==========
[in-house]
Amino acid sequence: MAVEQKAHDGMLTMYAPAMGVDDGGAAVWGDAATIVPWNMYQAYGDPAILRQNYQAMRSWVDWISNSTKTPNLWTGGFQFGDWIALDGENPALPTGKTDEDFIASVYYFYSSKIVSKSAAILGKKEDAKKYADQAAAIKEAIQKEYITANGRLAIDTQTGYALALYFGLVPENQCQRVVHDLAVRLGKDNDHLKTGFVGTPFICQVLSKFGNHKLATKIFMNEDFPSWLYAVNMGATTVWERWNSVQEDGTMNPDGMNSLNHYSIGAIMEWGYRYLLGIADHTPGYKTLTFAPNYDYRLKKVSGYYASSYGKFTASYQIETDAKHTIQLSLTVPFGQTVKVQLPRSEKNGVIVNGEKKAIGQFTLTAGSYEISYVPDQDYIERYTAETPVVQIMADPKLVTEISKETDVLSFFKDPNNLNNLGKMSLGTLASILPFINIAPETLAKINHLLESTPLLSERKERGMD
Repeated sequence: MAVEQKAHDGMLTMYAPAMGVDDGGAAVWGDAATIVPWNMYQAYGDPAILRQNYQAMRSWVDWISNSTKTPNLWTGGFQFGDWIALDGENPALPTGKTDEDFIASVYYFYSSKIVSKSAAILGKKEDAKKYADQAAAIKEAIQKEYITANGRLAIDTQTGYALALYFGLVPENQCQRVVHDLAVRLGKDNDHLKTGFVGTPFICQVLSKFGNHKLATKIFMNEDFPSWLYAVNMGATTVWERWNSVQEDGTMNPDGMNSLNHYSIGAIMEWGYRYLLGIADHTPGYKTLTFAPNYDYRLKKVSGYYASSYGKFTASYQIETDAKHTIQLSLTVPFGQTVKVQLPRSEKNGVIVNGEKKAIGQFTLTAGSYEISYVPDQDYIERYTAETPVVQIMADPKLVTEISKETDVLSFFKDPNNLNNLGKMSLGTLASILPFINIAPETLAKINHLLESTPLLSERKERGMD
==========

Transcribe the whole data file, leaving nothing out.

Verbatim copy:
[in-house]
Amino acid sequence: MAVEQKAHDGMLTMYAPAMGVDDGGAAVWGDAATIVPWNMYQAYGDPAILRQNYQAMRSWVDWISNSTKTPNLWTGGFQFGDWIALDGENPALPTGKTDEDFIASVYYFYSSKIVSKSAAILGKKEDAKKYADQAAAIKEAIQKEYITANGRLAIDTQTGYALALYFGLVPENQCQRVVHDLAVRLGKDNDHLKTGFVGTPFICQVLSKFGNHKLATKIFMNEDFPSWLYAVNMGATTVWERWNSVQEDGTMNPDGMNSLNHYSIGAIMEWGYRYLLGIADHTPGYKTLTFAPNYDYRLKKVSGYYASSYGKFTASYQIETDAKHTIQLSLTVPFGQTVKVQLPRSEKNGVIVNGEKKAIGQFTLTAGSYEISYVPDQDYIERYTAETPVVQIMADPKLVTEISKETDVLSFFKDPNNLNNLGKMSLGTLASILPFINIAPETLAKINHLLESTPLLSERKERGMD
Repeated sequence: MAVEQKAHDGMLTMYAPAMGVDDGGAAVWGDAATIVPWNMYQAYGDPAILRQNYQAMRSWVDWISNSTKTPNLWTGGFQFGDWIALDGENPALPTGKTDEDFIASVYYFYSSKIVSKSAAILGKKEDAKKYADQAAAIKEAIQKEYITANGRLAIDTQTGYALALYFGLVPENQCQRVVHDLAVRLGKDNDHLKTGFVGTPFICQVLSKFGNHKLATKIFMNEDFPSWLYAVNMGATTVWERWNSVQEDGTMNPDGMNSLNHYSIGAIMEWGYRYLLGIADHTPGYKTLTFAPNYDYRLKKVSGYYASSYGKFTASYQIETDAKHTIQLSLTVPFGQTVKVQLPRSEKNGVIVNGEKKAIGQFTLTAGSYEISYVPDQDYIERYTAETPVVQIMADPKLVTEISKETDVLSFFKDPNNLNNLGKMSLGTLASILPFINIAPETLAKINHLLESTPLLSERKERGMD